Title

A Pattern for Life vs a Traditional Breast Self-Examination Program: Effects On Self-Efficacy and Knowledge Among African American Women

Date of Award

2004

Degree Type

Dissertation

Degree Name

Doctor of Philosophy (PhD)

Department

Educational Studies and Research

First Advisor

W. Lee Pierce

Advisor Department

Educational Studies and Research

Abstract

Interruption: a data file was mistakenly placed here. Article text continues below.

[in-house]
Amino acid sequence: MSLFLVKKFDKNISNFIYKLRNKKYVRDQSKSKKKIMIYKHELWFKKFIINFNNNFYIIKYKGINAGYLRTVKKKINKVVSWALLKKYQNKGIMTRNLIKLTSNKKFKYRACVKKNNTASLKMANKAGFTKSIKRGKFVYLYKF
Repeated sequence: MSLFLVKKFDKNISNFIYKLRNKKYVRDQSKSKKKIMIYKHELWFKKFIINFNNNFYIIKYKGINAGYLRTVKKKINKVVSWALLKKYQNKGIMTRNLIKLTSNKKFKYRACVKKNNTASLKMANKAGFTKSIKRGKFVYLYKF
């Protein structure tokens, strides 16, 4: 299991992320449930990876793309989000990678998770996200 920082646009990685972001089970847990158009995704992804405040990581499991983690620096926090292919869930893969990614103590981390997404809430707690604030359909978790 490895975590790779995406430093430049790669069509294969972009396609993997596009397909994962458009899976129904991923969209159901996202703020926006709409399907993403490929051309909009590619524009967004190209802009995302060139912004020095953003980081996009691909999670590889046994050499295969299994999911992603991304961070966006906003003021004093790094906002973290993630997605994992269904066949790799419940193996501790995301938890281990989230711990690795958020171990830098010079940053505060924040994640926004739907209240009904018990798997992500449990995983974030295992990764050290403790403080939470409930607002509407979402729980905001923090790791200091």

African American women are disproportionately affected by breast cancer. While their incidence rates are below that of White women, their mortality rate is 28% higher. One reason for this higher mortality rate is that many African American women present to their health care provider with a later stage disease than White women. Reasons for these actions include lack of knowledge of early detection methods and issues accessing quality health care and treatment. A Pattern for Life is a breast self-examination (BSE) program designed to improve self-efficacy and knowledge among African American women in their performance of breast self-examination by means of the experience of "pattern making." The program was based on the adult education theories of self-efficacy from Bandura's Social Cognitive Theory and Freire's empowerment pedagogy and combined a proven BSE program with "pattern making" in a culturally sensitive model. Using a quasi-experimental study design, data were collected from 54 African American women recruited and trained by Community Health Advisors as Research Partners (CHARPs) participating in either A Pattern for Life or a traditional breast self-examination program in four counties of the Mississippi Delta and in Hattiesburg, MS. Analysis of Covariance revealed no significant difference in self-efficacy between the two groups at the one-month follow-up with F (1,48) = .041, p = .841 while controlling for pre-training self-efficacy. The self-efficacy adjusted mean for the control group was 59.69 and for the intervention group it was 60.13 at the 95% confidence level. Additionally, no significant difference in knowledge was found between the control and intervention groups at the one-month follow-up with F (1,53) = .462, p = .500 while controlling for pre-training knowledge. The knowledge adjusted mean for the control group was 4.86 and for the intervention group it was 5.33 at the 95% confidence level. While the quantitative data did not support this program, the qualitative data from the participants was very favorable.